Samir & Viktor – Bada Nakna

“Swedish Jedward.”

Tim: I didn’t realise until I looked it up just now, but the song title translates to “Skinny Dipping”, which suddenly brings a whole lot more sense to the performance.

Tim: That’s the performance from the final, there, which differs from the first heat and from Andra Chansen in that here they pull their trousers off as well as their tops, getting even more in the mood.

Tom: My assessment of them as Swedish Jedward holds true.

Tim: Another thing non-Swedes might not get: the first line of the chorus talks about getting your kit off in Sergels torg, a location that’s basically Stockholm’s version of Trafalgar Square. So now we know what sort of song it is, we’re in a better place to judge it.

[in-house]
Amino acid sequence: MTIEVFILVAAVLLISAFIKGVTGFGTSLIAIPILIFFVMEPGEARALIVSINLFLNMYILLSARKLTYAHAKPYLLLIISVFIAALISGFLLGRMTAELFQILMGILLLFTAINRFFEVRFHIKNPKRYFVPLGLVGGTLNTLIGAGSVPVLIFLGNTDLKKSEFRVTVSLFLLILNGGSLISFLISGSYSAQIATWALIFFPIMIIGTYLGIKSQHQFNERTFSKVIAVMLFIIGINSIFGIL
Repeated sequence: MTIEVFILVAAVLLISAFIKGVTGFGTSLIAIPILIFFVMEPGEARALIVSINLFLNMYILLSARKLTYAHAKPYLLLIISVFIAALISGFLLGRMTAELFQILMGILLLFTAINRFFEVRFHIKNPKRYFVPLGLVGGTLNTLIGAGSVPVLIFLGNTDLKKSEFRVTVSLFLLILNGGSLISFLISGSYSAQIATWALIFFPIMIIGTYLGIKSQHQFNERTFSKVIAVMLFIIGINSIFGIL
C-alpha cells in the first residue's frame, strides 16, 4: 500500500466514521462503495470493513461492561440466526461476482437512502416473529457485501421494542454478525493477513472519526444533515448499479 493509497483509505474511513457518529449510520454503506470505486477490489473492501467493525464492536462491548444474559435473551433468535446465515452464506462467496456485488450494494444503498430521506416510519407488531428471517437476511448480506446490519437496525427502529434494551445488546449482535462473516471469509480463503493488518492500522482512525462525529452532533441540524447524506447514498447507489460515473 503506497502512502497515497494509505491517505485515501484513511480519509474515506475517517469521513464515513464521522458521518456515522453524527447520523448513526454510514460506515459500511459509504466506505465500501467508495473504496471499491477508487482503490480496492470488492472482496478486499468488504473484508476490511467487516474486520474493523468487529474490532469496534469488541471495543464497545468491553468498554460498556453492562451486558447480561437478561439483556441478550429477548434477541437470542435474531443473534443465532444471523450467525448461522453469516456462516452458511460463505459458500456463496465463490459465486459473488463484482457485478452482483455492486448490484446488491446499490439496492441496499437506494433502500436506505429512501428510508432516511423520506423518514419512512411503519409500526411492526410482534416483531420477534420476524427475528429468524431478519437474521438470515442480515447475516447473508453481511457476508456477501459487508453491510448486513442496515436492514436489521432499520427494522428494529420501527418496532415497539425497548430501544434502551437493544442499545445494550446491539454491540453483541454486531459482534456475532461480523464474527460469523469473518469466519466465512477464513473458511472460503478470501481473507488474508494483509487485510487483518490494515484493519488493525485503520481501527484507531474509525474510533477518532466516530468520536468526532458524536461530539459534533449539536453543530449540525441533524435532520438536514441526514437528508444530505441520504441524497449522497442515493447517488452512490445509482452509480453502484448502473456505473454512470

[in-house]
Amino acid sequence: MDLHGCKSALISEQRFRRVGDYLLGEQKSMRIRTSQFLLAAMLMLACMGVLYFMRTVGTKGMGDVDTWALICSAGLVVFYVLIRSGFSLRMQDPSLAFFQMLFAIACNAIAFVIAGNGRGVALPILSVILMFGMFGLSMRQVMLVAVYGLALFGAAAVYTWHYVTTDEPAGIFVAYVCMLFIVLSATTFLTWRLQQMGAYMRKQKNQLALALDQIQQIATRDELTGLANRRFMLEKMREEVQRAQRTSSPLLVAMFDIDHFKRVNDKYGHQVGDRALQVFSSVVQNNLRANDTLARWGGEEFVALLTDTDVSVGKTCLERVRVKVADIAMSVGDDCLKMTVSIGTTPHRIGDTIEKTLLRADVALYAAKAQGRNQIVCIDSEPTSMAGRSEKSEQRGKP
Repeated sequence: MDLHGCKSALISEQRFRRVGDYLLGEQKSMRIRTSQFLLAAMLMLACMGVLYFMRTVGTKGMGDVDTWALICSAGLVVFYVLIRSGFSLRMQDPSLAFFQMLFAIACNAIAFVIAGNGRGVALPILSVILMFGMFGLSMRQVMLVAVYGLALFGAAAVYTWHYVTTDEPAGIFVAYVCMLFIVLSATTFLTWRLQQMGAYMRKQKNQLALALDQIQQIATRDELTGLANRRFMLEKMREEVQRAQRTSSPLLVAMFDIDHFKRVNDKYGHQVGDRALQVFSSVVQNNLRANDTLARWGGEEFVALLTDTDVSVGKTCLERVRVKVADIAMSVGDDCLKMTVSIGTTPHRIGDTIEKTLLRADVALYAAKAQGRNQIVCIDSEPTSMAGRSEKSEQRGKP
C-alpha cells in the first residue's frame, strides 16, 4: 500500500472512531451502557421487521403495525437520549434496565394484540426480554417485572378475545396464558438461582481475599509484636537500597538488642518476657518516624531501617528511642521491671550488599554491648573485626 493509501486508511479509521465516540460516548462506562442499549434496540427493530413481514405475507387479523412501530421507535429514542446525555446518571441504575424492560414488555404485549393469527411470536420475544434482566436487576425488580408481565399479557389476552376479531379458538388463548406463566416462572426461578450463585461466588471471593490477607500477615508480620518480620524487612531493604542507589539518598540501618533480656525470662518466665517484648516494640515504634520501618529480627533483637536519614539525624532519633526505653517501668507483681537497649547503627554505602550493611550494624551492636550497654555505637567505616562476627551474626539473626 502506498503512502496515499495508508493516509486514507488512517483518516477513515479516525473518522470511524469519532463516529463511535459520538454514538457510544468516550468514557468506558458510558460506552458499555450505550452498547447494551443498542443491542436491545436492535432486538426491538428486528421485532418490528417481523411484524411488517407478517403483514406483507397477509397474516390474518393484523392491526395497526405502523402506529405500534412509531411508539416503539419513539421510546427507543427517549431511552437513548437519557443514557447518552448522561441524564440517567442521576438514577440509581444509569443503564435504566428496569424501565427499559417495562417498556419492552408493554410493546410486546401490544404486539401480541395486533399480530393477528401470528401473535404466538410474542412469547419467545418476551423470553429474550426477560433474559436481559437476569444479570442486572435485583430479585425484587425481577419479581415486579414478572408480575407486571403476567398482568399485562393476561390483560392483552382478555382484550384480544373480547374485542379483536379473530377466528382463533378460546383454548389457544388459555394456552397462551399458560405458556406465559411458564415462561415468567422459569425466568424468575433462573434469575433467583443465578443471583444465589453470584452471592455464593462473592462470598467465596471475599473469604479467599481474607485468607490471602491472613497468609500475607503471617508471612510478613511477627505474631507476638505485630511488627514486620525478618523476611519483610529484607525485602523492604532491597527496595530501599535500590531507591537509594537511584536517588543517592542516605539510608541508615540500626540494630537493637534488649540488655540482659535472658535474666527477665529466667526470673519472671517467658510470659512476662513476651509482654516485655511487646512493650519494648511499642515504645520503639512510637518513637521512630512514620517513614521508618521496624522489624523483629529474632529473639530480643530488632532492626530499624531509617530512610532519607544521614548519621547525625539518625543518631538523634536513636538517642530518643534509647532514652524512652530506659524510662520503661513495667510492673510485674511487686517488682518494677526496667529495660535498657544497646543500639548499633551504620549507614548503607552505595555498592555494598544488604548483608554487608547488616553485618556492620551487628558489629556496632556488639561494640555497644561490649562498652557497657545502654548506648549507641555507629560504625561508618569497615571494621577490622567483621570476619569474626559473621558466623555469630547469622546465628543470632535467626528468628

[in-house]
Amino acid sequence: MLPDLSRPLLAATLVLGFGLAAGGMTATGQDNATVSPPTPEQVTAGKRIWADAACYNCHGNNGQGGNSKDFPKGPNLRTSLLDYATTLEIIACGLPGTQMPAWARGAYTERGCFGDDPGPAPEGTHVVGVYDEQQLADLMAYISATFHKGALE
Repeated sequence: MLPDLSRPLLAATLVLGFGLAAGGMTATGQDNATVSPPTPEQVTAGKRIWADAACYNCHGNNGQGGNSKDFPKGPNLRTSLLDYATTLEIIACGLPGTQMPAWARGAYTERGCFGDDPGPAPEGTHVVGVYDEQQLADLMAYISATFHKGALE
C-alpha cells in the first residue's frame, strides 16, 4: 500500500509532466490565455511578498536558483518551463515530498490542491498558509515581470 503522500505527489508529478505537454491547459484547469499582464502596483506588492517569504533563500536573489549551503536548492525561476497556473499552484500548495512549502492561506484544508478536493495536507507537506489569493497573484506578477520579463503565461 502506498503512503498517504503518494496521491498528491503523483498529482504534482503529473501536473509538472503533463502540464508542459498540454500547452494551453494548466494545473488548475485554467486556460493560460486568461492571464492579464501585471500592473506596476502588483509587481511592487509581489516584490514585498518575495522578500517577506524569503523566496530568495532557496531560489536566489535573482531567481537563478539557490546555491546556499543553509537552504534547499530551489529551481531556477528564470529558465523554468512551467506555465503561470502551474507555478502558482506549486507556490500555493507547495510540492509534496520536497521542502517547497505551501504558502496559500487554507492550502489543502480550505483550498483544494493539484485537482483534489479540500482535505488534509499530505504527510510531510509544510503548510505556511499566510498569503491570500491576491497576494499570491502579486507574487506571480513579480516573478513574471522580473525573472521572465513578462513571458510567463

And you know what? Despite their decidedly off point vocals, it’s a pretty good song, as we’d expect from the writers: one of them had a hand in Undo and another brought us Guld och Gröna Skogar, so we shouldn’t really be going wrong.

Tom: Yep, you’re right. But this got zero points from the juries. It shouldn’t be going wrong…

Tim: …and yet, it is. The problem, of course, is that it’s being sung by two guys who, while admittedly being very good looking and energetic, manage to hit approximately a quarter of all the notes.

Tom: Which is such a shame! I looked up the studio version of this and — when they’re not doing the vocals live — it’s actually a really good track, in the same way that Jedward’s “Waterline”, with its similar staging, was a really good track. If they could sing, this would have been among my favourites.

Tim: We’ve pretty much got a song that only one act could pull off, and yet they can’t sing particularly well. You’re right – Jedward all over again. Oh, well, into the dustbin of musical history you go.

Samir & Viktor – Groupie

“Is that deliberate? It… it must be deliberate. Surely?”